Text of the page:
Complete Distrust of Washington

To the Editor:

At last, your paper carries a story on its front page about an intelligence report on Benghazi (“Report: U.S. Ignored Risk In Benghazi,” Jan. 16).

I watched footage of the terrorist attack on TV in September 2012, and it was clear that it was an organized terrorist attack. Now I learn that the president knew this that very day. Ever since, I have agonized over the duplicity of our government leaders in blaming it on a video “protest” when it was obvious that this was not a “protest.”

It is a mystery to me that any American seeing the scenes could be duped into accepting the repeated claims that it was caused by a video. That event crystallized into my complete distrust of pronouncements dating thereafter from D.C., so add the IRS and now Obamacare to the list.

Marilyn Childs


Good Choice for Alice Peck Day

To the Editor:

In the wake of the front-page article “Alice Peck Day Joins D-H Orbit” (Jan. 25), we have heard from a number of patients and concerned community members who believe that our decision to affiliate with Dartmouth- Hitchcock represents the “beginning of the end” for APD. The leadership of both APD and D-H believe that nothing could be further from the truth.

Both organizations recognize the value of APD to the local community and both believe that affiliation positions APD for success as we enter an era of unprecedented change in the health-care industry. APD is on solid financial footing, finishing fiscal year 2013 with both a positive operating margin and a total margin.

Additionally, we do not believe that our designation as a “critical access hospital” is in immediate jeopardy, which means that we are confident that we can continue to operate the hospital “as is” for the immediate future. We are choosing to affiliate the hospital and clinics because we believe that becoming a part of D-H’s vision to build a sustainable health system best fits with our stated goals of improving quality, decreasing cost and expanding access for the patients we serve. We are confident that this affiliation will allow us to remain a vital and vibrant part of the community for generations to come and we are committed to preserving the best of APD — its strong focus on the needs of patients, accessibility and culture of personal caring.

In the near future we intend to host a number of community forums. I hope you will plan to attend in order to learn more about the affiliation plan as well as our overall strategic plan for the future. Please watch the paper for further details about these events. As always, we appreciate the community’s support of APD.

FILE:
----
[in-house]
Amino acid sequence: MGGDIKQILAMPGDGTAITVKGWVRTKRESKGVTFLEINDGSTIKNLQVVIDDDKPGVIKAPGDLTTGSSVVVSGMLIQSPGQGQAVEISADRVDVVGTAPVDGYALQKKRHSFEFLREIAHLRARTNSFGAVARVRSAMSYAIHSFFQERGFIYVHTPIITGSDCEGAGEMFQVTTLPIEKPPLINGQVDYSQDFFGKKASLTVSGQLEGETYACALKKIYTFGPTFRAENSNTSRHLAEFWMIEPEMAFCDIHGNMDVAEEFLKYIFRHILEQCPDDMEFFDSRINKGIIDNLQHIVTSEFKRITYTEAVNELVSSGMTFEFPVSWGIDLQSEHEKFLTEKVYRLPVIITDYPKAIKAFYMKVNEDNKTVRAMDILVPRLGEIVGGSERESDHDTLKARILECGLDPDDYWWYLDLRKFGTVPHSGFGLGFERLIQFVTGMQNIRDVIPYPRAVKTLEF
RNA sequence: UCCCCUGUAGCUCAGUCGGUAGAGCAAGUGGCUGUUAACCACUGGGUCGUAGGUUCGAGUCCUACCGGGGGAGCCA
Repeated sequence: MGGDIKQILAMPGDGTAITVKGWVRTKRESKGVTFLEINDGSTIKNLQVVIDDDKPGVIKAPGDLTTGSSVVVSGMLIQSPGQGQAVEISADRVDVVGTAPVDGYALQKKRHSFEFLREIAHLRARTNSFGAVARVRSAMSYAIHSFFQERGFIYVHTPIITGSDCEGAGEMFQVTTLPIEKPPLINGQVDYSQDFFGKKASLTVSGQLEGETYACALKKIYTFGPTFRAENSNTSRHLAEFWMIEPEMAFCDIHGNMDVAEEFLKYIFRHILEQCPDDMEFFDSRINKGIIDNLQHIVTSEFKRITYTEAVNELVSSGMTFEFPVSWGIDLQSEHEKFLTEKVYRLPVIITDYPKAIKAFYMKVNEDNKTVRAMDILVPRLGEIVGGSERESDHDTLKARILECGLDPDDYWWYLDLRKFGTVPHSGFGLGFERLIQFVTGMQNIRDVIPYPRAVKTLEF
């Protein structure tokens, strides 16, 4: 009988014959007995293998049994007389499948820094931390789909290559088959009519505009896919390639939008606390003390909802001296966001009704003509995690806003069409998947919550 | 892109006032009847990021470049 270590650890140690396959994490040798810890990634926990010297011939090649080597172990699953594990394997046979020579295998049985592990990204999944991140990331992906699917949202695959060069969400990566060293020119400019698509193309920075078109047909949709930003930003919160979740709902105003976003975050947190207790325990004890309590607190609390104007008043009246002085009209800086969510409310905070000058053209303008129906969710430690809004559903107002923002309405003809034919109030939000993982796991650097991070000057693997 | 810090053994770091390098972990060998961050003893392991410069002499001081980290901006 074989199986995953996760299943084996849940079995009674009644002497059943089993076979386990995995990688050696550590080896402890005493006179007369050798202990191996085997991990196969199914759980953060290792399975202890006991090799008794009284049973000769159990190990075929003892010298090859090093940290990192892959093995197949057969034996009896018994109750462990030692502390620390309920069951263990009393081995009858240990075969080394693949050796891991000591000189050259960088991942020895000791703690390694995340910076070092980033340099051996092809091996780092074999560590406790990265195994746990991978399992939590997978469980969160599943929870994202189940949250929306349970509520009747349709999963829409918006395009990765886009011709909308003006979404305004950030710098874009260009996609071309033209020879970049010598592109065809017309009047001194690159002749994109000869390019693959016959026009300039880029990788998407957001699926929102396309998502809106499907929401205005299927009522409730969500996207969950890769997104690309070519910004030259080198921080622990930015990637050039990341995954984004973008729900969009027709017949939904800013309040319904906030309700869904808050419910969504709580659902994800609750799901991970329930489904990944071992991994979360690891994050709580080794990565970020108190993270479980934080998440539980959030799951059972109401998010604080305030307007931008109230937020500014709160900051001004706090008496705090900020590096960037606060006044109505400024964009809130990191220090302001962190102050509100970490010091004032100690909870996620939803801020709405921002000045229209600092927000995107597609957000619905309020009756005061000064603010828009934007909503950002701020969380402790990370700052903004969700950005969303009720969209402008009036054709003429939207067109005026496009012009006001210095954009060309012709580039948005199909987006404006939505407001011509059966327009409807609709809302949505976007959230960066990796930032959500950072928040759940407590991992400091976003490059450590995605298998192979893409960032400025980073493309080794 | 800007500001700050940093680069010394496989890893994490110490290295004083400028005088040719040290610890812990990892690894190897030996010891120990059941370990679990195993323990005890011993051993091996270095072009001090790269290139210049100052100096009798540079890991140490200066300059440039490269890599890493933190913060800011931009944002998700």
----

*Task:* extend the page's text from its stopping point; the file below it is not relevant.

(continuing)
Susan E. Mooney

President and CEO

Alice Peck Day Health Systems

Cryans Is the Right Candidate

To the Editor:

The entire northern half of the state has a critically important election coming up on Town Meeting Day. We need to elect a new executive councilor to fill the seat formerly held by the fantastic champion of the people in this sprawling district, the late Ray Burton. Mike Cryans is the right candidate for the position. He has been endorsed by Ray’s family and has worked for years alongside Ray. Mike knows the district and has shown his dedication to all the diverse constituencies who make up District 1.

We know how important it is to have an Executive Council that holds the best interests of all New Hampshire residents first and foremost. In the past when the council voted to defund the state’s contract for health services with Planned Parenthood, Burton voted to maintain it and made the right decision for his constituents. Mike Cryans, like his predecessor, would support the Planned Parenthood contract. Candidate Joe Kenney, who as a state senator voted to defund the contract, cannot be counted on to take the best interests of New Hampshire’s residents into account. Rather, Kenney would put extreme ideology ahead of what is best for our health and well being.

It matters very much who is on the Executive Council where many diverse decisions are made that impact us all. Mike Cryans will do the right thing representing all of us in a considered nonpartisan manner, and I encourage everyone to get out and vote for Mike on March 11.

Ruth Cserr


Another Wounded Community

To the Editor:

This latest armed rampage in a suburban mall ­— “3 Dead in Maryland Shooting” (front page, Jan. 26) — wounds another community as it begs a question: When will we do more than just wring our hands and send our thoughts and prayers to the victims’ families?

We can do something very specific to make the next one harder: Demand background checks of every gun buyer. States that do this already achieve these lifesaving results: a 38 percent drop in women killed with a gun by an intimate partner (U.S. Department of Justice/FBI, Supplementary Homicide Reports, 2011); a 49 percent decline in firearm suicide rate (Centers for Disease and Prevention, 2005); a 48 percent dip in gun trafficking (Journal of Urban Health, July 2009); a 39 percent decrease in police officers shot to death with handguns (FBI, 2001-11). Maybe a background check wouldn’t have stopped this one, but these statistics show it would’ve been much tougher. Most Americans and gun owners agree. Call your state and federal lawmakers. Let them know how you feel. It’s your family and neighbors.

Bob Williamson

Board Member, GunSenseVT

South Woodstock

Plumley West for Enfield Panel

To the Editor:

I am writing to ask your support for my wife, Holly Plumley West, who is running for Enfield Budget Committee as a write-in candidate. Many of you in town already know her, or her family. For those of you who don’t, here is a quick rundown of who she is and what she believes in: